A 67-mile stretch of Interstate 69 from Evansville to the Crane complex is now open.
Construction of that stretch was funded largely through the $3.85 billion that Indiana gained through the 2006 Major Moves deal — the 75-year lease of the Indiana Toll Road, in exchange for upfront cash to pump into pressing infrastructure needs.
That money, though, is now either spent or set aside for specific projects, and Indiana is set to join other states that have struggled to find cash to pump into transportation as revenue from gasoline taxes decline. So the fate of the remaining sections of I-69, particularly the final leg from Bloomington to Indianapolis, remains under a cloud of doubt.
So it is reassuring to hear Gov.-elect Mike Pence say he is committed to finishing the work.
In an interview with reporters last month, Pence, who takes office Jan. 14, said his administration will prioritize completing the project that Gov. Mitch Daniels — his fellow Republican — pushed.
“Since I believe roads mean jobs, I think one of the historic contributions of the Daniels administration has been to make such measurable progress in completing I-69,” Pence said in mid-December. “We’re going to finish that work. We’re going to find out where to do it, we’re going to find out how to do it, but we’re going to do it.”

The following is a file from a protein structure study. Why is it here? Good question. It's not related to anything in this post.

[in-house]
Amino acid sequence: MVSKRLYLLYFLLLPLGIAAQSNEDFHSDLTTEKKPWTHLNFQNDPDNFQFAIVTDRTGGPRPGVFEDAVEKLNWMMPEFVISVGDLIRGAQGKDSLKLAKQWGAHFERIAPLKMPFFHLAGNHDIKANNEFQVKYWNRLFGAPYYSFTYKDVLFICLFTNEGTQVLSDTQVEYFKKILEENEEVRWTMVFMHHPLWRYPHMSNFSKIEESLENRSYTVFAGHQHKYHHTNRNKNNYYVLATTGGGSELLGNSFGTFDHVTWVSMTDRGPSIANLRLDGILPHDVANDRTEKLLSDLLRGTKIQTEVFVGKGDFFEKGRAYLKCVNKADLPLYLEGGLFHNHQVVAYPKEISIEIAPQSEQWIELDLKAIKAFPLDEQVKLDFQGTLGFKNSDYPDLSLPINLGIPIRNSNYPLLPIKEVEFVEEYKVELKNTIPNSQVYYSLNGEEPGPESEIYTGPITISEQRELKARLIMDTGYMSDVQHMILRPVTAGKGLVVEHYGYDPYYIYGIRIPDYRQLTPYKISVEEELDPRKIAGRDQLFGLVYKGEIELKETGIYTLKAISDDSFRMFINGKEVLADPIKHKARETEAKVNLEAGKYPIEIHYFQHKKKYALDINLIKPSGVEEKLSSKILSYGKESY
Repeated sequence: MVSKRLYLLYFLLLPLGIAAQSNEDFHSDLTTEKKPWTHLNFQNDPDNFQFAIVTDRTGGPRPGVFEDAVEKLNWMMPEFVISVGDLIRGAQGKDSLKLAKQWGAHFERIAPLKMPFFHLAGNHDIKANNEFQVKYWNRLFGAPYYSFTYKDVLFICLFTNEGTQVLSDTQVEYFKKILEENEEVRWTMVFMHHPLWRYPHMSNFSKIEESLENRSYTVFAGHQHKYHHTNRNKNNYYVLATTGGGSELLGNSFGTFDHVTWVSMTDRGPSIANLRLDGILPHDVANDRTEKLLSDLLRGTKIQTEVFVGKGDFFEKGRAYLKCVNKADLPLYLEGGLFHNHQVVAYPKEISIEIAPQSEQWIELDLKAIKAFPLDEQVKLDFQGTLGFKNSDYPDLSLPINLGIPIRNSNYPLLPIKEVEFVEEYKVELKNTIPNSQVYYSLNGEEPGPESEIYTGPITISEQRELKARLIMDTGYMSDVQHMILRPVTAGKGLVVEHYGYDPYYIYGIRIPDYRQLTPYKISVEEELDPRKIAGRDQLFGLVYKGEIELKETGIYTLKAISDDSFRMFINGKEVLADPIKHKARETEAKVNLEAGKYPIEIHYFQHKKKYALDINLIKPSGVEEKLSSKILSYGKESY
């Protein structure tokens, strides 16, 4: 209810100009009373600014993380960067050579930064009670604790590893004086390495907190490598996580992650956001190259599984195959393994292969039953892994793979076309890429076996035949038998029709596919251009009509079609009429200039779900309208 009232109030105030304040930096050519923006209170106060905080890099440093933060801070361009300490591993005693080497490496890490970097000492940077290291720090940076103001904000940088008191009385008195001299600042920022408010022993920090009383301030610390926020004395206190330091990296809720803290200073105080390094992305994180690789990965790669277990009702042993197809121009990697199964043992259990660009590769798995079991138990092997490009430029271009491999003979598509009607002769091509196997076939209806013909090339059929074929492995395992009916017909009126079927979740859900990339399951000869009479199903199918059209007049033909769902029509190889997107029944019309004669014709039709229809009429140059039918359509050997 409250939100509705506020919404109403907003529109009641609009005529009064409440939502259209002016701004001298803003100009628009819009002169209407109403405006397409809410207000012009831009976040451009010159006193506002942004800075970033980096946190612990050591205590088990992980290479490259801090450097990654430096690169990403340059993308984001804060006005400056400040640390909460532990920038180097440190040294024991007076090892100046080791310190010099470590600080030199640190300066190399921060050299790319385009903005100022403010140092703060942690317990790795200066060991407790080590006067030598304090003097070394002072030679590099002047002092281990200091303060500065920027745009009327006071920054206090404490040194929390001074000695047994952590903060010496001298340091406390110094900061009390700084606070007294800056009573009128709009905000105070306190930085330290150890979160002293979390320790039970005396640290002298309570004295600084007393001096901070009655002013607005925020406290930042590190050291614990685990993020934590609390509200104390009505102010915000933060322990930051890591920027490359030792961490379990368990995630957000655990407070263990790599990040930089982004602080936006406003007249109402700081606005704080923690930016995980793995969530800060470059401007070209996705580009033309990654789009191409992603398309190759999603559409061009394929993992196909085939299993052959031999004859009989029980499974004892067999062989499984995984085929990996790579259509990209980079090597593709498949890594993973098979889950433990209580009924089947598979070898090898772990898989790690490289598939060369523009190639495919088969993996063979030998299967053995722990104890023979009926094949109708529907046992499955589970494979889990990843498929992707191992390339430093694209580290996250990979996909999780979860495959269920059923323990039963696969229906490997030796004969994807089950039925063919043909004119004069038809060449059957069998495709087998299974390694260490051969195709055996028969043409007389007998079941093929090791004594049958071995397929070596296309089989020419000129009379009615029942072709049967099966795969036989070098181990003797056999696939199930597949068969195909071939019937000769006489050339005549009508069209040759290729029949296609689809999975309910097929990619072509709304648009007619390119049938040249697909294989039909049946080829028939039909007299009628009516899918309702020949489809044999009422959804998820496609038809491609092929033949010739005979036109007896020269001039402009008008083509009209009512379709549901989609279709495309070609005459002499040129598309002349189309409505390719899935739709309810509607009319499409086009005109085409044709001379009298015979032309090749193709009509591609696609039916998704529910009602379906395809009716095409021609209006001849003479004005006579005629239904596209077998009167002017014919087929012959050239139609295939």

He said during this past year’s campaign that he intends to launch a blue-ribbon panel to study Indiana’s infrastructure and funding needs, and the options he pursue will evolve out of that panel’s recommendations. Among his top priorities, he said, is finishing the I-69 extension.
The I-69 project is divided into six sections. The first three spanned from Evansville to Crane, and that 67-mile portion opened to traffic in November. The fourth segment extends from Crane to Bloomington and is set to open by the end of 2014. The fifth, from Bloomington to Martinsville, is being planned, and the sixth, from Martinsville to Indianapolis, is not yet in the works.
INDOT Commissioner Michael B. Cline, who will continue in his current position under the new governor, said it’s important to press forward with the Bloomington-to-Martinsville section as quickly as possible because a delay would force congestion that Bloomington’s roadways are not prepared to handle.
The completion of I-69 has significant economic opportunities for Johnson County, not only from the increased traffic along what is now State Road 37 but in the improved connections the region will have with Bloomington, Crane and Evansville.
We are encouraged that the new governor has expressed a desire to complete the project. Leaving the job half done benefits no one.